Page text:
Some days the learning involves a new approach to technology, art, gardening, writing, music or even a new checkerboard move. Some days the learning is about politics, history, literature, religion, cultures, language. And some days it’s a combination of things.
Each night before I go to bed, I ask myself “What have you learned today?” Usually, the answer comes swiftly followed by a silent prayer of gratitude for the lesson.
But when a difficult moment happened and I experienced betrayal … a promise had been made … then broken … and then lied about … and it hurt … what did I learn from that?
The more I thought about it … the more I thought about it. And I found it difficult to forget … difficult to let it go … difficult to move on.
When I went to bed that night, I asked myself “What have you learned today?” But there was no answer and I didn’t sleep well that night. I got up in the wee hours, made a cup of crystal tea and in the stillness and asked the question again: “What have you learned today?”
The answer came quickly. “Forgiveness. You could have learned about the importance of forgiveness.”
I could have but … questions began to surface … was the individual apologetic? … was betrayal acknowledged? … did I want to forgive? I knew the honest answer was the same each time: “No.” and I could feel the hurt rising again. I knew I needed to review the questions again, so I began with the last question: “Do I want to forgive?”
*Want* to forgive?
When I experience betrayal or someone gossiping, making assumptions about my character, or experience cruelty, injustice, downright meanness, the word ‘forgiveness’ enters my thoughts and I try to move in that direction. But sometimes, it takes me a long time. A. Very. Long. Time.
I understand forgiveness to be integral in spiritual and personal growth, so I work on it. Not for the sake of the other, but for my sake. Maybe that’s why forgiveness is called soul-work.
It’s ‘work,’ alright. Hard work.
I wish forgiveness came easily. I wish I didn’t have to experience some lessons over and over and over again. And yet because I know that the end result can be personal growth, I persist.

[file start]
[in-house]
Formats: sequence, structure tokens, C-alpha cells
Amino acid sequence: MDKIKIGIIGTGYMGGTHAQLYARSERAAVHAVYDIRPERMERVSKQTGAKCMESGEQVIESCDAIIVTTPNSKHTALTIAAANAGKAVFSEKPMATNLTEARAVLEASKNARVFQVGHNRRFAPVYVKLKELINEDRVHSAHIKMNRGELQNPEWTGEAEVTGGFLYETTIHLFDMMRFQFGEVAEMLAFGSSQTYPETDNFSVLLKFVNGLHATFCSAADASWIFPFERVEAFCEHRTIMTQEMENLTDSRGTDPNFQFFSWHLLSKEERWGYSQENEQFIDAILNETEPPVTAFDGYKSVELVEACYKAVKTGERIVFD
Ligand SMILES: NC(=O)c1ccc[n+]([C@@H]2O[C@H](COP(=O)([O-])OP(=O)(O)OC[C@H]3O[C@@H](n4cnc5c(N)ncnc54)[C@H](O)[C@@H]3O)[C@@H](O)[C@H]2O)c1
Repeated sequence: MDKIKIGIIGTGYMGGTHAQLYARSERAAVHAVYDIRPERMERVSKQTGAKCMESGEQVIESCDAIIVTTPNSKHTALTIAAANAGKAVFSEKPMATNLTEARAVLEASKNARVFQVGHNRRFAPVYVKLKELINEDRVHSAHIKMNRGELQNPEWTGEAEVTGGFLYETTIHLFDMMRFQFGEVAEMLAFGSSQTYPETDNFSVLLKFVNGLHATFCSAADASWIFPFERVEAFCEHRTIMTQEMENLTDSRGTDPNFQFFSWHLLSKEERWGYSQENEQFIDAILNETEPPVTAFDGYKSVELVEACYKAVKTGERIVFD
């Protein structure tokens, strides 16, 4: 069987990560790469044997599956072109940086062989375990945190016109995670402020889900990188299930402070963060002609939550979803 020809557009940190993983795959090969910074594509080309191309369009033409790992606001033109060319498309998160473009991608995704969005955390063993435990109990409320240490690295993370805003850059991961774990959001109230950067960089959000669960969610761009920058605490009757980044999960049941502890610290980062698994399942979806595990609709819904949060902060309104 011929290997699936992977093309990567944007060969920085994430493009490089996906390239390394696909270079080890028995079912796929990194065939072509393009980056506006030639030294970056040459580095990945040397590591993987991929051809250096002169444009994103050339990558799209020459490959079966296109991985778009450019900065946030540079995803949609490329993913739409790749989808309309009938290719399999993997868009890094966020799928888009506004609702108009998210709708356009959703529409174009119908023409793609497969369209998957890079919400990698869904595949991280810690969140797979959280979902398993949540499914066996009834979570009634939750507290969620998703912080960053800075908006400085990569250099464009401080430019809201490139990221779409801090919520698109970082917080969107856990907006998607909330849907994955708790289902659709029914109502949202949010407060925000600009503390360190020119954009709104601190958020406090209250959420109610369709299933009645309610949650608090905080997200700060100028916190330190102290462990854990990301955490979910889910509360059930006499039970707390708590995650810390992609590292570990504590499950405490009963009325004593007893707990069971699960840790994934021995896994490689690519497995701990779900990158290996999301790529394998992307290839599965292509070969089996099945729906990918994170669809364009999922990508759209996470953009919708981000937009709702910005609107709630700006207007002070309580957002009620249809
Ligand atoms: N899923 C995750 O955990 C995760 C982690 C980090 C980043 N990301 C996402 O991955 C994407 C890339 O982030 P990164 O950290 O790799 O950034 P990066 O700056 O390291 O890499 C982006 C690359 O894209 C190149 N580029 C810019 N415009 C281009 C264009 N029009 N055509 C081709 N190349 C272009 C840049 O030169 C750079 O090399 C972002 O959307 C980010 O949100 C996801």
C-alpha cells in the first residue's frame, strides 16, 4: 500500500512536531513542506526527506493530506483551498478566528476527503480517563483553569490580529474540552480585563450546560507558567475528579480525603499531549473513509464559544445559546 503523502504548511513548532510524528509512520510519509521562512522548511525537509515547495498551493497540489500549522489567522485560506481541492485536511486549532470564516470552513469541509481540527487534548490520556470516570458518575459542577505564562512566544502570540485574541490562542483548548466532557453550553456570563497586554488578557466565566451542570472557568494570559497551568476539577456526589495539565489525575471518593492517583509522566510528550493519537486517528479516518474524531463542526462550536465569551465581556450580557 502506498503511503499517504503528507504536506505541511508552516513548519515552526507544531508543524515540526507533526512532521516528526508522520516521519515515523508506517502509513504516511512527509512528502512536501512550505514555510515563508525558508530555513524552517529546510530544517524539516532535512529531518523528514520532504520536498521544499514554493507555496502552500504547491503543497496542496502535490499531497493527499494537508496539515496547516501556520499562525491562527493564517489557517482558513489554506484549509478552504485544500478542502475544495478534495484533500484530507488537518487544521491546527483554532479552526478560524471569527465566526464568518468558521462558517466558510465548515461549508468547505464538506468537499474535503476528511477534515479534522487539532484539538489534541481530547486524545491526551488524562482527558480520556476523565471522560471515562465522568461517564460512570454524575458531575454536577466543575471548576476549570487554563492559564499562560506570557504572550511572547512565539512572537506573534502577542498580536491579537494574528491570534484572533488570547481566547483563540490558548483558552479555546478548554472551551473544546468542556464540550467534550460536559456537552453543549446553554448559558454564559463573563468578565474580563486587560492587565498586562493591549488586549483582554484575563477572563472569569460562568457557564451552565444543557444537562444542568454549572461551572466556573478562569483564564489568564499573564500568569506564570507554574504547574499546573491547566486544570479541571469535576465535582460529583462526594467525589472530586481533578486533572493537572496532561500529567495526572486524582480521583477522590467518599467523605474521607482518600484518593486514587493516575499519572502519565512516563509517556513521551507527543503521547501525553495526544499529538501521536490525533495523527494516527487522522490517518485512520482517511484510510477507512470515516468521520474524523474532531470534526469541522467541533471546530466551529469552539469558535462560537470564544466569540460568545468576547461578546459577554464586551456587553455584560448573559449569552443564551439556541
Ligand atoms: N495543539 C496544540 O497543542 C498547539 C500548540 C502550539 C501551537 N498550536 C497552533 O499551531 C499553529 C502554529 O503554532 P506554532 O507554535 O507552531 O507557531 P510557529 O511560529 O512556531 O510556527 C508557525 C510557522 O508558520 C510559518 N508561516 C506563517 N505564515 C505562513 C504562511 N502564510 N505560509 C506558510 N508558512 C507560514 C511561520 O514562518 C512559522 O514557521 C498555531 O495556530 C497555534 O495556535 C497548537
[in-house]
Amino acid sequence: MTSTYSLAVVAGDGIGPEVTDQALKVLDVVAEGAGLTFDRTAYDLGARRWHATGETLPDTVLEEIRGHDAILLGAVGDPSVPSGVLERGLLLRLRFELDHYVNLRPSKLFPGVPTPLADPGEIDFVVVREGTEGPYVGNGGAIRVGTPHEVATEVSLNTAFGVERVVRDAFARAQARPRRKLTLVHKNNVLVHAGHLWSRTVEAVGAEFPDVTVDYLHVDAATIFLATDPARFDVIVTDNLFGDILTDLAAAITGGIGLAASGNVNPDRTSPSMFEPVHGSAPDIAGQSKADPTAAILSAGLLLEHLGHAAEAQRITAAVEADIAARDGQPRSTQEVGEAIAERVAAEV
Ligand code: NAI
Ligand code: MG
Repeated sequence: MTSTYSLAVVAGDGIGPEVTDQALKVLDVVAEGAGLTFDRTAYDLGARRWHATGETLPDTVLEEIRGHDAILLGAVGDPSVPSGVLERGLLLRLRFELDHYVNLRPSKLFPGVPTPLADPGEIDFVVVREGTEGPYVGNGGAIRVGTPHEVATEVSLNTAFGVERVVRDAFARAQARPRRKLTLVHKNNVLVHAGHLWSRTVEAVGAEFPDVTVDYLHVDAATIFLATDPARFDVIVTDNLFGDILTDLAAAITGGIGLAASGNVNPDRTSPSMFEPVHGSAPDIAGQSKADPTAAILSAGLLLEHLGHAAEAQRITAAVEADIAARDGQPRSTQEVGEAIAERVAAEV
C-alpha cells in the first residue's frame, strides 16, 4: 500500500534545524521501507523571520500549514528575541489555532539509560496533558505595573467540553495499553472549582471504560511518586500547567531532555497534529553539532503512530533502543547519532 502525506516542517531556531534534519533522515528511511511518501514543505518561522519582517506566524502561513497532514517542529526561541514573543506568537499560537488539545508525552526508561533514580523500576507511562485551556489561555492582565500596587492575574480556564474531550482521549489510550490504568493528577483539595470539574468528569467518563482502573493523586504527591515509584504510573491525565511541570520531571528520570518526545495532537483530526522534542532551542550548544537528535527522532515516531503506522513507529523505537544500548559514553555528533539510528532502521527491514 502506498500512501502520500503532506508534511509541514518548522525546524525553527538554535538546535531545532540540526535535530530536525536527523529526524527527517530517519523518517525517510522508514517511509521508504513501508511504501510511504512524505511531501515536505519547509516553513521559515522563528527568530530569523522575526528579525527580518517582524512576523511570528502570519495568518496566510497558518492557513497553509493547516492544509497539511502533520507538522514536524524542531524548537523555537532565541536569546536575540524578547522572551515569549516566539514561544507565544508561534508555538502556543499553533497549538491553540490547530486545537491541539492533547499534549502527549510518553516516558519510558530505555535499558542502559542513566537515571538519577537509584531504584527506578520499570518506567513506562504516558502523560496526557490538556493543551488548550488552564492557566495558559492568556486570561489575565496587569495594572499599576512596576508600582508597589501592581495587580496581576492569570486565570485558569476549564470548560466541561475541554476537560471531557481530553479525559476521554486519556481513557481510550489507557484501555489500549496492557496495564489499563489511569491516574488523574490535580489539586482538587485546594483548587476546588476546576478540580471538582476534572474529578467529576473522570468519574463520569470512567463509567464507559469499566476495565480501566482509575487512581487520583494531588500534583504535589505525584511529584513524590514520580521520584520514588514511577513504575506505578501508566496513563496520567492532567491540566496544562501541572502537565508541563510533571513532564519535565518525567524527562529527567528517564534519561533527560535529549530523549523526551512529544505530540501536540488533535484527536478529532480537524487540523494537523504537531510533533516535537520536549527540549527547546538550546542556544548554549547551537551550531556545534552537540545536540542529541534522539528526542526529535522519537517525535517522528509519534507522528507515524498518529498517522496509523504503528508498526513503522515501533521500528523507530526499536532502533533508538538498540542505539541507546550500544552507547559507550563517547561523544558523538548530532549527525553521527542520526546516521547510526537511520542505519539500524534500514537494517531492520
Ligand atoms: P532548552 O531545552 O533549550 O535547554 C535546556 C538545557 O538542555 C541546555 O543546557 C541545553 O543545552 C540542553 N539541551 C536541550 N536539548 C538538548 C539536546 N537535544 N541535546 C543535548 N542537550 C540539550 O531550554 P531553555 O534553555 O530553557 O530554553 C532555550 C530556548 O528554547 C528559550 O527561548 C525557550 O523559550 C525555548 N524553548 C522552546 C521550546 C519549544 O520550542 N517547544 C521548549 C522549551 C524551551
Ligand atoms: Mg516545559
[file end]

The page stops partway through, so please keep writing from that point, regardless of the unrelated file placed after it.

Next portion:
Two situations this past year were challenging. One situation was two-part and the first part only took a few days for me to forgive. But then it happened again – the second part of the same situation with the same person who, once again, apologized and promised to not let it happen again. I found myself back in the lesson-mode again, trying to determine the advisability of trusting that person again and of trying to forgive. It took me a little longer but gratefully, I was able to forgive that person again.
But the second situation, took a long time to move into a state of forgiveness. A full year. 🙁
Eventually, I was able to forgive – not for the sake of the other, but for the sake of my own soul.
It’s true … learning about and then entering into a posture of forgiveness is soul work. And it’s worth it.
The snow is beginning to leave (hurray!). And this afternoon, these flowers began to surface in my back yard.
The promise of new life emerging in spite of the weather in spite of the pandemic in spite of political upheavals in spite of it being the Season of Lent in spite of what any of us is going through personally.
Deep within the winter snow the promise of new life!
May we not let anything deter us from this reality. Deep within the winter snow is new life – hope!